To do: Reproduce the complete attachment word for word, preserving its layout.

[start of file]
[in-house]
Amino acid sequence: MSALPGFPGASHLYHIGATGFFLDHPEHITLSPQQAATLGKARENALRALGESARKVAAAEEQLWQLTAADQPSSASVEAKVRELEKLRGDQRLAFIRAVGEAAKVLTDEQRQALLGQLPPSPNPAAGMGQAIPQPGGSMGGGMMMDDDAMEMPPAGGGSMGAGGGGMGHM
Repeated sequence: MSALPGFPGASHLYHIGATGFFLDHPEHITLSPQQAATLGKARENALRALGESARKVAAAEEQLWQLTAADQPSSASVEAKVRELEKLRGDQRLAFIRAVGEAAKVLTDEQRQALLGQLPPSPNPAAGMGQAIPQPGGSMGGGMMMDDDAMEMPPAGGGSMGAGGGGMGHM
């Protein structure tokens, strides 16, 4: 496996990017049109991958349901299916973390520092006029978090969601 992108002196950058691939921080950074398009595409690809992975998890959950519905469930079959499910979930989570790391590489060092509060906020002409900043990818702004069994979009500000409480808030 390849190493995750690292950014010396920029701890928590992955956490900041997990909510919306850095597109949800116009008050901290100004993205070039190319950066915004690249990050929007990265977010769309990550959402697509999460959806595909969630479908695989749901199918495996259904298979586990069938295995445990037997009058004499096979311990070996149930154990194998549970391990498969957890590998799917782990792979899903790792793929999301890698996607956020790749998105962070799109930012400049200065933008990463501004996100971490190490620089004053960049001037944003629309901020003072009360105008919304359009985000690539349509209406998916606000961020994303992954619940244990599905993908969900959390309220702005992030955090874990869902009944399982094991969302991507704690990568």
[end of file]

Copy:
[in-house]
Amino acid sequence: MSALPGFPGASHLYHIGATGFFLDHPEHITLSPQQAATLGKARENALRALGESARKVAAAEEQLWQLTAADQPSSASVEAKVRELEKLRGDQRLAFIRAVGEAAKVLTDEQRQALLGQLPPSPNPAAGMGQAIPQPGGSMGGGMMMDDDAMEMPPAGGGSMGAGGGGMGHM
Repeated sequence: MSALPGFPGASHLYHIGATGFFLDHPEHITLSPQQAATLGKARENALRALGESARKVAAAEEQLWQLTAADQPSSASVEAKVRELEKLRGDQRLAFIRAVGEAAKVLTDEQRQALLGQLPPSPNPAAGMGQAIPQPGGSMGGGMMMDDDAMEMPPAGGGSMGAGGGGMGHM
């Protein structure tokens, strides 16, 4: 496996990017049109991958349901299916973390520092006029978090969601 992108002196950058691939921080950074398009595409690809992975998890959950519905469930079959499910979930989570790391590489060092509060906020002409900043990818702004069994979009500000409480808030 390849190493995750690292950014010396920029701890928590992955956490900041997990909510919306850095597109949800116009008050901290100004993205070039190319950066915004690249990050929007990265977010769309990550959402697509999460959806595909969630479908695989749901199918495996259904298979586990069938295995445990037997009058004499096979311990070996149930154990194998549970391990498969957890590998799917782990792979899903790792793929999301890698996607956020790749998105962070799109930012400049200065933008990463501004996100971490190490620089004053960049001037944003629309901020003072009360105008919304359009985000690539349509209406998916606000961020994303992954619940244990599905993908969900959390309220702005992030955090874990869902009944399982094991969302991507704690990568």